From Tuesday to the Third Sunday of July
The third Sunday of July is always festa day. It is Gozo’s annual St George’s Day. On this day, the bedecked city of Victoria is packed with cheerful crowds. Locals compete for space with other people who flock from the surrounding villages, or cross over from the island of Malta, the latter coming mostly from Ħal Qormi where St George is also Patron Saint.
Of course, Gozo celebrates St George on his proper day as well, which falls in April. April 23rd is St George’s Day all over the world and his festive memory is kept in Gozo and all over the Maltese islands as it is held in the homes and churches of the Christian East and West, in Istanbul, Canterbury and Rome, as well, very probably, as in the most distant regions of the globe.
St George’s Day is perhaps not kept in all the regions of the world in the same manner, nor does the Martyr’s memory necessarily convey a uniform religious significance. In our case, both April 23rd and the Third Sunday of July are primarily religious festivities although they have different, albeit complementary, emphasis. While the April day is exclusively devotional and practically confined to the day’s internal church celebrations, the July festa is spread out over several days of external festivities, cultural fare and popular entertainment. Indeed, Gozo’s summer St George’s Day stretches for no less than three weeks.
Every Maltese town and village has its festa. At times a village may have more than just one, depending on the number of parish churches or saintly patrons (within the same parish church) with whom different localities or social groups may identify. Every festa, however, strives for the biggest church pomp and pageantry, and provides for the wildest external revelry possible. Quite aptly the Maltese refer to these two festa dimensions as il-festi ta’ ġewwa (internal festivities) and il-festi ta’ barra (external festivities). The former consist of devotional actions and liturgical ritual, and the latter comprise street decorations, band marches and fun events such as horse racing and youth parties.
However each festa has its peculiarities and its distinctive aspects. This is certainly the case with St George’s Festa. St George’s Festa is distinctive on two counts: (1) It has retained, without interruption, the traditional format of the liturgy, (2) it has nevertheless continued to be the most innovative in keeping abreast with a changing society.
A truly traditional festa
It is the only festa in the Maltese islands that has retained the traditional format of the internal festivities and, amid the changes ascribed to the Second Vatican Council (wrongly accredited with a latter day stripping of the altars), kept it entirely unchanged. In fact, while all over Malta and Gozo the Mass has substituted the Gregorian celebration of Vespers, and now dominates the evening Triduum ritual, in St George’s Basilica, the ritual is still what it always has been: Latin Vespers with a cappella motets, sermon inspired by the Patron Saint’s Christian heroism, the novena prayer of intercession, performance of the Triduum hymn in praise of St George followed by the Martyr’s liturgical antiphon (soloists, full choir and orchestra), solemn exposition of the Blessed Sacrament and Eucharistic Benediction and, finally, the congregation’s veneration of the Saint’s reliquary which sees the people lining up to the altar to kiss the Holy Relic.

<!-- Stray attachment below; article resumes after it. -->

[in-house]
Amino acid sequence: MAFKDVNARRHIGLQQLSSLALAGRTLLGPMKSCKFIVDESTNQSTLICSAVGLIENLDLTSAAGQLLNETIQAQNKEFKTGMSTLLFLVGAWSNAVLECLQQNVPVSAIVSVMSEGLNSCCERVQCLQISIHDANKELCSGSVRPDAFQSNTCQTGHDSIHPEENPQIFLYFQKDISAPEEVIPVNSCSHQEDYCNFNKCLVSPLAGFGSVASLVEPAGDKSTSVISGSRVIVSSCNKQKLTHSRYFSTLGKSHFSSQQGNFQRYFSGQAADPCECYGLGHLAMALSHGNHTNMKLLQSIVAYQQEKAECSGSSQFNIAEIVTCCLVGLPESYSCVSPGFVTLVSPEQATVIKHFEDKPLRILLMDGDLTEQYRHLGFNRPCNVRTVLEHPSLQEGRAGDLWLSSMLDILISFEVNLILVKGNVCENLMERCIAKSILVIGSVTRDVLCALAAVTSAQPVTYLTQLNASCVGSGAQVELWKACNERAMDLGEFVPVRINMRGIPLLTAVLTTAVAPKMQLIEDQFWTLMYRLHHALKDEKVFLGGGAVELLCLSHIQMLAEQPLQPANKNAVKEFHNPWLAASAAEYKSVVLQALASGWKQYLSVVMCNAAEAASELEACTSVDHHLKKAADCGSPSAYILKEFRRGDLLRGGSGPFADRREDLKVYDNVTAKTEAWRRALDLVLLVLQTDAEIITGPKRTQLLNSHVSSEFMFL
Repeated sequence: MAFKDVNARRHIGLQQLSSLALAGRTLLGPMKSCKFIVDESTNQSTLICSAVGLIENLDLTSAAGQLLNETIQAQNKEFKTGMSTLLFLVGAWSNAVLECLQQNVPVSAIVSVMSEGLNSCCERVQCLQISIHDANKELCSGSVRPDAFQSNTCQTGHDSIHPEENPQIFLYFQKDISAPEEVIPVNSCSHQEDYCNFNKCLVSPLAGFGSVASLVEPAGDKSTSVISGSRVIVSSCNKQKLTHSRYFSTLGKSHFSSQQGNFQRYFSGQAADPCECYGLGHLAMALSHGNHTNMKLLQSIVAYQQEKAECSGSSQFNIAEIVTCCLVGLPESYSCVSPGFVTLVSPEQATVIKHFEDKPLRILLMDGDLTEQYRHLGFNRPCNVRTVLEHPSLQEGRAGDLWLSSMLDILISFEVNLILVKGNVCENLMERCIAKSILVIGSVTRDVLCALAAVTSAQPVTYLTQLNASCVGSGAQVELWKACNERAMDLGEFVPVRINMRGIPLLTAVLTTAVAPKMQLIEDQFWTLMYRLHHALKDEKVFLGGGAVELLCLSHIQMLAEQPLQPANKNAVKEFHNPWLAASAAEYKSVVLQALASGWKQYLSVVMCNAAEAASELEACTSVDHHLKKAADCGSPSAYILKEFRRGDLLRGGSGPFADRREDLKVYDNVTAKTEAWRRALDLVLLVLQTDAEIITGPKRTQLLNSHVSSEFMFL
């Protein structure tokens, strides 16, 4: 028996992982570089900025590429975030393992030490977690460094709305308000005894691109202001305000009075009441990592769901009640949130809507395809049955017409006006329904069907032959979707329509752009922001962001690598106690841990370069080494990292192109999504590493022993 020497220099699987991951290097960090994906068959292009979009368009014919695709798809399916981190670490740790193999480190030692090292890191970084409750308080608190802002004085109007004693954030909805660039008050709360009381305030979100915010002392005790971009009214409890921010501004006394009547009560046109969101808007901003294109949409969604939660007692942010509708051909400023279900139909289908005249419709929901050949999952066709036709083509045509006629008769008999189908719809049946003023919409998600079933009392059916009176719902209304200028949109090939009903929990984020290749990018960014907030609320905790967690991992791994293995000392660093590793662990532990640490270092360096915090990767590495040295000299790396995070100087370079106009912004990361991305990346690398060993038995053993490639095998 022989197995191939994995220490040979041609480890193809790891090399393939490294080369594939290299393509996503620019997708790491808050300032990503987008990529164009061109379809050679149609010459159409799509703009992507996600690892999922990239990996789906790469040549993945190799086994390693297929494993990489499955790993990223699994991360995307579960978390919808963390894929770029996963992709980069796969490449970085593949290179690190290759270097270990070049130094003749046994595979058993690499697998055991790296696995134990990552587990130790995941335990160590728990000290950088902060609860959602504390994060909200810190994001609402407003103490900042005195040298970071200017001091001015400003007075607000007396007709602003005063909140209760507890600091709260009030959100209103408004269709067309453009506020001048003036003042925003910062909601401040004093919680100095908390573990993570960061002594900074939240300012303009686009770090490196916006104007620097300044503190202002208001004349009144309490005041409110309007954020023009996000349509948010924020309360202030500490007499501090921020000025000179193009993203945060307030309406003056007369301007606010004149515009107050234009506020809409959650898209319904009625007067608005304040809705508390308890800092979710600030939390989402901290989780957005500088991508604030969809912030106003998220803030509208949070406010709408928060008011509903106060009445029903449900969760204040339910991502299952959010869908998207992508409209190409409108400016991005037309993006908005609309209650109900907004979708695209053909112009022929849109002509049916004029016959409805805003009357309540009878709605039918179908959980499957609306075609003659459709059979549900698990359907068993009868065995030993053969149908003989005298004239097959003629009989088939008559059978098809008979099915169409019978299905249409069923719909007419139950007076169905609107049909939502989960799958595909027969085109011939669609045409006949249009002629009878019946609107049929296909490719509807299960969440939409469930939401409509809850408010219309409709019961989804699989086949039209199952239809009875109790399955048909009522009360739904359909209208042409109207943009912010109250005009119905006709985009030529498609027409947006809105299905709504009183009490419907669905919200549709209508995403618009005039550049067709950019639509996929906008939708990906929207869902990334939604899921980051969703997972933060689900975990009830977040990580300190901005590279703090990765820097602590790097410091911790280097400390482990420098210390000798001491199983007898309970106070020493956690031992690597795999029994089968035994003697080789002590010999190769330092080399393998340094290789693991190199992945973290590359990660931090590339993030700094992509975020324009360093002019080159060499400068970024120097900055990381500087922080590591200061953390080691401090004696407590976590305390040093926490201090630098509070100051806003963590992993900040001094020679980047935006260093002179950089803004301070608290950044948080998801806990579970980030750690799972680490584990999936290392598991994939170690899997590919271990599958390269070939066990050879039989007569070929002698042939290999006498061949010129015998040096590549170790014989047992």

The traditional format of the evening prior to festa day has also been jealously preserved. In fact, apart from the first vigil low Mass, on the eve of St George’s Day, the Collegiate Church provides solely for the pontifical translatio (translation) of the Holy Relic followed by the celebration of First Vespers, and Eucharistic Benediction. Even on this day, as in the other days of the Triduum, High Mass is celebrated only in the morning, with that of Saturday including the solemn intonation of the Te Deum. On the final day (Sunday), there are solemn Second Vespers with the participation of choir and orchestra and these lead up to the procession. The procession is the highlight of every Maltese festa!
Perhaps, in the case of Gozo’s San Ġorġ, the highlights are three.
The first one is the pontifical translatio of the Relic followed by Pontifical Vespers with the participation not only the Basilica’s Collegiate Chapter but also, as tradition dictates, several monsignori from the Cathedral Chapter.